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HomeIllinois NewsHow the IL delegation voted on the latest compromise immigration bill

How the IL delegation voted on the latest compromise immigration bill



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WASHINGTON – Congress has gone home for the holiday, to walk in parades and raise campaign funds. But before they headed back to their districts, the Republican majority failed to pass a compromise immigration plan through the US House. 

All except one Republican member of the Illinois GOP delegation supported what was called "Goodlatte II" – the Border Security and Immigration Reform Act. 

That one Congressman – Darin LaHood – was asked for his reasoning for not voting with his Republican colleagues and with the Democrat delegation. He chose not to explain his vote when asked. 

Two lawmakers did offer explanations …

U.S. Representative Mike Bost (IL-12) said the bill would have "secured the border, provided tools to prevent illegal immigration, and kept families together at the border."

“We had a historic opening to pass the most significant border security and immigration reform legislation in years. We could have brought our immigration system into the 21st Century by enhancing border security, preventing illegal immigration, and combatting fraud in our immigration system. We also would have provided certainty under the law by fixing the DACA mess and ensuring families would stay together at the border. This was a missed opportunity to fix an immigration system that both Republicans and Democrats agree is a broken,” Bost said.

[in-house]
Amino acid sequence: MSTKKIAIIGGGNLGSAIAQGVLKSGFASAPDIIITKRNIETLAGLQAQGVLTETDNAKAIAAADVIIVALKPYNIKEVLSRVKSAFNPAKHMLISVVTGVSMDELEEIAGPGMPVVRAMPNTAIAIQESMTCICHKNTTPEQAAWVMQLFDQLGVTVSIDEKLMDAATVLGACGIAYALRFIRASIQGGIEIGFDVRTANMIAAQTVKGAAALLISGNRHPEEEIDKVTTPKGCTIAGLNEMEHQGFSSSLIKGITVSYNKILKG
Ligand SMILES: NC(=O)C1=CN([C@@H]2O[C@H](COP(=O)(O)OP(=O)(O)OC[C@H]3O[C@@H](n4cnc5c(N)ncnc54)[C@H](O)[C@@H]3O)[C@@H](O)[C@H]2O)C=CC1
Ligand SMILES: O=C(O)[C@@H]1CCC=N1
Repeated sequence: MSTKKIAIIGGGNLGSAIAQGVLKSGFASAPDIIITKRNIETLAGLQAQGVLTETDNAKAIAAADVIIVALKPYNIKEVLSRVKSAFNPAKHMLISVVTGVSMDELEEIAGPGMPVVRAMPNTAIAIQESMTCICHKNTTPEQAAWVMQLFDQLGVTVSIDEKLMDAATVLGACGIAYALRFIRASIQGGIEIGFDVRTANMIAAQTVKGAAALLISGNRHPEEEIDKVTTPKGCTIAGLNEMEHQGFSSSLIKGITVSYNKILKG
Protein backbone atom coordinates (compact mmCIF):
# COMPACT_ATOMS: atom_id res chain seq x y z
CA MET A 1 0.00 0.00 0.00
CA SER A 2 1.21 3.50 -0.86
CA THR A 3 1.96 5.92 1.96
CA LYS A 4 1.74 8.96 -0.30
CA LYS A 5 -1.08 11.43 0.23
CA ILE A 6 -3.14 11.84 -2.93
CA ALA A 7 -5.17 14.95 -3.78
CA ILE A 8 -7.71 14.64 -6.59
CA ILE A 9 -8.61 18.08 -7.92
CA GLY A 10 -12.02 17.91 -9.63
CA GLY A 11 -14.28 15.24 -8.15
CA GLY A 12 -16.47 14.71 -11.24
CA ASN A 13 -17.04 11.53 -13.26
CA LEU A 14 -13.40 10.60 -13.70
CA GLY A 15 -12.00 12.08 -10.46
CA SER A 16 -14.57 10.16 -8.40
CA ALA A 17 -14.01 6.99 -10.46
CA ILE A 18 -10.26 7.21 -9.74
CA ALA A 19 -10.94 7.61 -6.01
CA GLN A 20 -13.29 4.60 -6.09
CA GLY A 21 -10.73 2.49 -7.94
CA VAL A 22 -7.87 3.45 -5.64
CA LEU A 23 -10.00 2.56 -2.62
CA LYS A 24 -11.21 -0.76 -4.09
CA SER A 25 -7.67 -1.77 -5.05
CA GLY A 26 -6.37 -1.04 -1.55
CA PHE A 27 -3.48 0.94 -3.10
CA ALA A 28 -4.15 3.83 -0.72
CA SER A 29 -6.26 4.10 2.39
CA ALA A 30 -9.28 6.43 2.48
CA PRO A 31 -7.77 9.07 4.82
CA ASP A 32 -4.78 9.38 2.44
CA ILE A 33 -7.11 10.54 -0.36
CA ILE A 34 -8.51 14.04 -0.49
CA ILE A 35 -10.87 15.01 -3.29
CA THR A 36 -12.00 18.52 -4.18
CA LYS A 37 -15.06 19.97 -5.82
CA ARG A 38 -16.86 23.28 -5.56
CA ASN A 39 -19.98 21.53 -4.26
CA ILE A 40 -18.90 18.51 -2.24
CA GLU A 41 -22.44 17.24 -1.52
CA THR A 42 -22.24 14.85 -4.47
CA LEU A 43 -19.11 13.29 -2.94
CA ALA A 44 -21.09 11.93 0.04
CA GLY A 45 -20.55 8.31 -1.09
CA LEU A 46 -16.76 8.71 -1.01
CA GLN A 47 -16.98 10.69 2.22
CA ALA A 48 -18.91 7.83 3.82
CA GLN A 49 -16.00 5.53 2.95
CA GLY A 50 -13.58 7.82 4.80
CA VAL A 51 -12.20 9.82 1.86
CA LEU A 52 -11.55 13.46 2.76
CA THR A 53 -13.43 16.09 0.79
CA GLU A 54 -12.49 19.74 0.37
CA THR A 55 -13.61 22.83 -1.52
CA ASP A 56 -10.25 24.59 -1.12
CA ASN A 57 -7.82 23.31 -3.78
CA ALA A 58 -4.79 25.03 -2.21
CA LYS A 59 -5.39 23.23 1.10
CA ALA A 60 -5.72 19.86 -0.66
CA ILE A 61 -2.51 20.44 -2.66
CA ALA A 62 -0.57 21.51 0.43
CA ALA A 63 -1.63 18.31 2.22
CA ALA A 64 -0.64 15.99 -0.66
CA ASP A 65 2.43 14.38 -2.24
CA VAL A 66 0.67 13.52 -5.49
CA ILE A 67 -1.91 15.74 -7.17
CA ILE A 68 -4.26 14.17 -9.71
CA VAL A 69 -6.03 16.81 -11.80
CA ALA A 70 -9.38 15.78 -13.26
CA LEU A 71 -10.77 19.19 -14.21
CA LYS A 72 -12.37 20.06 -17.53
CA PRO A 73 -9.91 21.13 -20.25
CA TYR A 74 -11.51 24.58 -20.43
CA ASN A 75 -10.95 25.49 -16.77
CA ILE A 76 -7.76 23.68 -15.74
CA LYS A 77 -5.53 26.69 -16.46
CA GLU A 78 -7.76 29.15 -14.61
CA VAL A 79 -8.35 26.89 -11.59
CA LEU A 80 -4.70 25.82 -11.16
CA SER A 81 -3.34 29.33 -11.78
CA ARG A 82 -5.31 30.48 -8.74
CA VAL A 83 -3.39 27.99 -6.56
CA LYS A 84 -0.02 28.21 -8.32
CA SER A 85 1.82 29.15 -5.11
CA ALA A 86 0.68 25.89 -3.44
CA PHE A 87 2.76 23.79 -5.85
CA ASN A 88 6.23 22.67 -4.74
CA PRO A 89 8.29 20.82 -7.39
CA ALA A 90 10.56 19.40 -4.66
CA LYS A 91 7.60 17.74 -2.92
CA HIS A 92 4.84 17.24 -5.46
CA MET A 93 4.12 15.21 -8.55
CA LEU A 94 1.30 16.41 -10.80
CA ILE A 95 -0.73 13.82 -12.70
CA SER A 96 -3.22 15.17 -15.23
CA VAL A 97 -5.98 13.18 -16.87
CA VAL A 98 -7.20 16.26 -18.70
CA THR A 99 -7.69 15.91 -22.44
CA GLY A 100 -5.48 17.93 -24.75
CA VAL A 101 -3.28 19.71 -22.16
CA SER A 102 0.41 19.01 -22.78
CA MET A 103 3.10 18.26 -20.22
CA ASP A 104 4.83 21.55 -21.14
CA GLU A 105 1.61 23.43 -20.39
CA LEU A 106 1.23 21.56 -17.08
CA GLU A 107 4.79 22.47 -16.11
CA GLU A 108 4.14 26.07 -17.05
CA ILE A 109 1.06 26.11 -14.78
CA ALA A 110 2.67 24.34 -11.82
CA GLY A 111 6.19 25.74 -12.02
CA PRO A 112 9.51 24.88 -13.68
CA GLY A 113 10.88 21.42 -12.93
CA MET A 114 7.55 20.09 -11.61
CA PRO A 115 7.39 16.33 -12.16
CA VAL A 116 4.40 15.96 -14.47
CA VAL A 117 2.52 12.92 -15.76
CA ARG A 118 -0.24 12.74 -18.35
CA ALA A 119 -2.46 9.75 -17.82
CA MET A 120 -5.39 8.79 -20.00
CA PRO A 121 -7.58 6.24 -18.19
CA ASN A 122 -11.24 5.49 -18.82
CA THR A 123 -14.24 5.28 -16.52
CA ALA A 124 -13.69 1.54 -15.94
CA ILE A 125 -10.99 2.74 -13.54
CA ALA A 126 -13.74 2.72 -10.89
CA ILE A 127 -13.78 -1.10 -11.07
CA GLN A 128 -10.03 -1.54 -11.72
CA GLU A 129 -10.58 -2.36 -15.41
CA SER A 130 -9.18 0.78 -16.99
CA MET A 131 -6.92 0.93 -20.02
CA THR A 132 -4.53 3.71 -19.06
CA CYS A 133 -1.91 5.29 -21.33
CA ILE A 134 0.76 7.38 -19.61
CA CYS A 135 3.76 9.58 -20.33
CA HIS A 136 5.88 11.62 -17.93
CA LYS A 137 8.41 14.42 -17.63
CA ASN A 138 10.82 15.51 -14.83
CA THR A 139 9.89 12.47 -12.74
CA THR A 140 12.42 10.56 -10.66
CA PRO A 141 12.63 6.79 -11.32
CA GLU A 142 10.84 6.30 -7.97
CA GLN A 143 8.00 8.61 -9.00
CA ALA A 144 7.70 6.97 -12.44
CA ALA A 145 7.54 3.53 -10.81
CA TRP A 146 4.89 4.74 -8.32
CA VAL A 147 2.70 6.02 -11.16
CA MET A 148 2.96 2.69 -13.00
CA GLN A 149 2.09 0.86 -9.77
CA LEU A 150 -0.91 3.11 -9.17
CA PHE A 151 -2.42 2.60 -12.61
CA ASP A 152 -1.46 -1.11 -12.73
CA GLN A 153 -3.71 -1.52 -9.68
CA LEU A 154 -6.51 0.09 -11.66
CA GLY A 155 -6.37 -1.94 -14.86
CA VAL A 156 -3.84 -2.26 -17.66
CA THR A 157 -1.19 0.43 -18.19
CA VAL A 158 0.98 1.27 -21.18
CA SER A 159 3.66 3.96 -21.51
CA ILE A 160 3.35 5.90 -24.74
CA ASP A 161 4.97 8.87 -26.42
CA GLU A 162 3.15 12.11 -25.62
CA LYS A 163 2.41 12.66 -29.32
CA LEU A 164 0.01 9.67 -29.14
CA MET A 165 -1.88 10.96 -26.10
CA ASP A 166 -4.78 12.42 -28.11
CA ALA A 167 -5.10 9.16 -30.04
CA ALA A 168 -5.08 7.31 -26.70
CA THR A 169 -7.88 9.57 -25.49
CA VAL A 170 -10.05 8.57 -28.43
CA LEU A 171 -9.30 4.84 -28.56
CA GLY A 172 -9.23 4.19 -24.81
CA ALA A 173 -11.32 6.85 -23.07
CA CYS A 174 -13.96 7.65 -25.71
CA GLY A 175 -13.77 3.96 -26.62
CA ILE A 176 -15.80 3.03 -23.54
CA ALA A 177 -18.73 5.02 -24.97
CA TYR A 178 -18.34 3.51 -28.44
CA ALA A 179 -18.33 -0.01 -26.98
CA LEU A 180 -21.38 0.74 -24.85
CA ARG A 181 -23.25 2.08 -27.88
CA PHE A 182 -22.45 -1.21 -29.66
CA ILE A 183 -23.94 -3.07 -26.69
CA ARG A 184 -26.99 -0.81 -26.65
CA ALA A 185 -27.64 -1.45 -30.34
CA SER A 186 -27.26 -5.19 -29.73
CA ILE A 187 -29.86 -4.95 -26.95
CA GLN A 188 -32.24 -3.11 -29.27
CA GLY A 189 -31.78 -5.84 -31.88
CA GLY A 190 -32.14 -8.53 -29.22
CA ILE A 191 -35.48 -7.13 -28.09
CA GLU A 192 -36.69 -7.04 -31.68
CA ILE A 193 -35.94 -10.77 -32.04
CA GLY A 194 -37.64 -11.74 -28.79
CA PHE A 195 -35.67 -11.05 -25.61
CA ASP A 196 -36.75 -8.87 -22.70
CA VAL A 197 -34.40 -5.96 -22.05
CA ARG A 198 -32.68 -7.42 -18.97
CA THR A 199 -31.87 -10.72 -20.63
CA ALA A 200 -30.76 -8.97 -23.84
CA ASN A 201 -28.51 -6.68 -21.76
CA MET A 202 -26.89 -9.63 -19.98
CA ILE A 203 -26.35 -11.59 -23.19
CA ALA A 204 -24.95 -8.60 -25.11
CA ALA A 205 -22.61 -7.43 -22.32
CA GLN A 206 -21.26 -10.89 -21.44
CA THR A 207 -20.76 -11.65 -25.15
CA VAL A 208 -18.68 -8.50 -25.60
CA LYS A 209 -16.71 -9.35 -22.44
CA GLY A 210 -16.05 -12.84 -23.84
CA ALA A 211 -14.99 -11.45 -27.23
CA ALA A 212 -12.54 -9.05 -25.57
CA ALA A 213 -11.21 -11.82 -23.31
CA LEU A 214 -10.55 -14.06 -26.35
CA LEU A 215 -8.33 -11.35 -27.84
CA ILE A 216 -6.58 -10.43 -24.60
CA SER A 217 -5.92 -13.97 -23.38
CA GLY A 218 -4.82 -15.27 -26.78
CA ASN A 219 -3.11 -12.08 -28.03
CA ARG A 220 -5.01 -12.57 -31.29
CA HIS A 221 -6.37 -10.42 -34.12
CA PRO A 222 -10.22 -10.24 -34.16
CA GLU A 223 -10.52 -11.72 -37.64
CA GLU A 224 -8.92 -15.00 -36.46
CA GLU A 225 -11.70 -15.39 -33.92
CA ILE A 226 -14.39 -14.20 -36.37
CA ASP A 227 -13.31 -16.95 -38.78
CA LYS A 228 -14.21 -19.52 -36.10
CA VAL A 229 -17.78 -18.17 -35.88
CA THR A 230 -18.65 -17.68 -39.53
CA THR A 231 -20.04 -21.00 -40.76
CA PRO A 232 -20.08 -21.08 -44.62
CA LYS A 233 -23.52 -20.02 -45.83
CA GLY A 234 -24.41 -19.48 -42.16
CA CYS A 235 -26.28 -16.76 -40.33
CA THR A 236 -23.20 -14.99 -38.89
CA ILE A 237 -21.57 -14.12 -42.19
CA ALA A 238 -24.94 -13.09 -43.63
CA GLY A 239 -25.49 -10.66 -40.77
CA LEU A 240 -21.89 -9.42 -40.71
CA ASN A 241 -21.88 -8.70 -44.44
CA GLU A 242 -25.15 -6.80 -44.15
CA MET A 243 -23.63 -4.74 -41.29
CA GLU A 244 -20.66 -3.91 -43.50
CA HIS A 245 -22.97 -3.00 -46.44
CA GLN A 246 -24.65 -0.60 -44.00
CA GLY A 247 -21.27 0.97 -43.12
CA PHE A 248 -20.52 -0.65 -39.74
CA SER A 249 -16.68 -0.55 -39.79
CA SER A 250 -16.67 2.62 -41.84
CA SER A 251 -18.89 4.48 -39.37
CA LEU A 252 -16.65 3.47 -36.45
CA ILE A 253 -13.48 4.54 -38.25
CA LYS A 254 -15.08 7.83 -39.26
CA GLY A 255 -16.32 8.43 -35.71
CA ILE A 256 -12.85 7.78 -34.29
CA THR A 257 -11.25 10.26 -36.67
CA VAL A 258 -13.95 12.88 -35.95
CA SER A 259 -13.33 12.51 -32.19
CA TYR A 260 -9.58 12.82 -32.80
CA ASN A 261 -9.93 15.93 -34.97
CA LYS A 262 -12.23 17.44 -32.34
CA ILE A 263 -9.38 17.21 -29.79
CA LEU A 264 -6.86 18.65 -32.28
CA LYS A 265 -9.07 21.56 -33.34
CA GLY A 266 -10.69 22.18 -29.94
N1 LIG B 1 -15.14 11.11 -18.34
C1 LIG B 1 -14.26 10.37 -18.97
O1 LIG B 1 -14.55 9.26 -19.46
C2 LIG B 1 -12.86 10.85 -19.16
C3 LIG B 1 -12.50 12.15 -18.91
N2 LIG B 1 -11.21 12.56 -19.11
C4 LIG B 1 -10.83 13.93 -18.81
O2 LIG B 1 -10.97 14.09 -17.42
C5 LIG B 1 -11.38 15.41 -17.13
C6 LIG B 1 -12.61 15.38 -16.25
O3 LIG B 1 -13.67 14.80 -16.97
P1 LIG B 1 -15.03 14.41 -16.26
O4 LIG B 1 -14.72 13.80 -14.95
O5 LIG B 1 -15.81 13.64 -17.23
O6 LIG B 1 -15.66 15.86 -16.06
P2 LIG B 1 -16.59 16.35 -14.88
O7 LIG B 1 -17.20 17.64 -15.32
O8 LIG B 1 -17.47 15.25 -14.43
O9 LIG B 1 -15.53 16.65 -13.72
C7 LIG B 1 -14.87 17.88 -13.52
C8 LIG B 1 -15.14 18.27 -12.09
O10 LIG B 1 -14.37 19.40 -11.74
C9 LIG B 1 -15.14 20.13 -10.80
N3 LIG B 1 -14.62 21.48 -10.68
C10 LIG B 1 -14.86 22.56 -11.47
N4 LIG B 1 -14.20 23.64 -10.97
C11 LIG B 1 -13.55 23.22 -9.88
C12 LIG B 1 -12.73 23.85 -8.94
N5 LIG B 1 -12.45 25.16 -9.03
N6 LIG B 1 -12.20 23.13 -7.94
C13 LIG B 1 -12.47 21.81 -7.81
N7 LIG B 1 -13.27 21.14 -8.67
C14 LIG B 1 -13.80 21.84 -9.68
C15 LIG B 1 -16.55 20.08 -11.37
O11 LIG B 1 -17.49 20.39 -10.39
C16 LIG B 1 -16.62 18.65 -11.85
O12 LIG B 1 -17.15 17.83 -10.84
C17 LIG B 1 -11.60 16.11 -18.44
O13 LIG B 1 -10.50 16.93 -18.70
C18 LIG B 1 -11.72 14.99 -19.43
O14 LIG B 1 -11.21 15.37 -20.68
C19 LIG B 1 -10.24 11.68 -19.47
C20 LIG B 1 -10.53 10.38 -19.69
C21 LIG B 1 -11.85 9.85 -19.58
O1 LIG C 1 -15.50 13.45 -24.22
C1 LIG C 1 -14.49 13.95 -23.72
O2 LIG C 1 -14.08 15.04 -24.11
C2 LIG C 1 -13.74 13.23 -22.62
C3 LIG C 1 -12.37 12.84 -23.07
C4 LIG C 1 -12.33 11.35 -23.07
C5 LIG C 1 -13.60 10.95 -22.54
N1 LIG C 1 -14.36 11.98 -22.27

Congressman Randy Hultgren (IL-14) also released a statement saying he was disappointed the bill didn't pass.

“While I am disappointed that solutions supported by the President to address a legal status for DACA recipients and increase border security did not gain the necessary votes, I remain committed to finding solutions that can pass the House and be signed into law," Hultgren said.

“I was outraged by the unconscionable family separation situation at the border. Our laws against illegal border crossings must be followed, but how we enforce our laws reflects our values as a country. I have cosponsored stand-alone legislation, H.R. 6173, which would keep this from ever happening again. I have also cosponsored H.R. 6183, which would clarify responsibilities between the two agencies involved—the Departments of Health and Human Services, and of Homeland Security—and require the reunification of minors who were separated before the ‘zero-tolerance’ policy was changed via executive order," Hultgren said.

“We must find bipartisan solutions to our broader immigration challenges. In order to have a DACA solution that can pass Congress and be signed into law, the American people deserve to have confidence in their immigration laws and border security. Without addressing both issues together, I am afraid we will encourage further lawlessness at the border and be forced to confront another crisis of undocumented immigrants in the future.”

Here's how the delegation from Illinois voted on the "Border Security and Immigration Reform Act":

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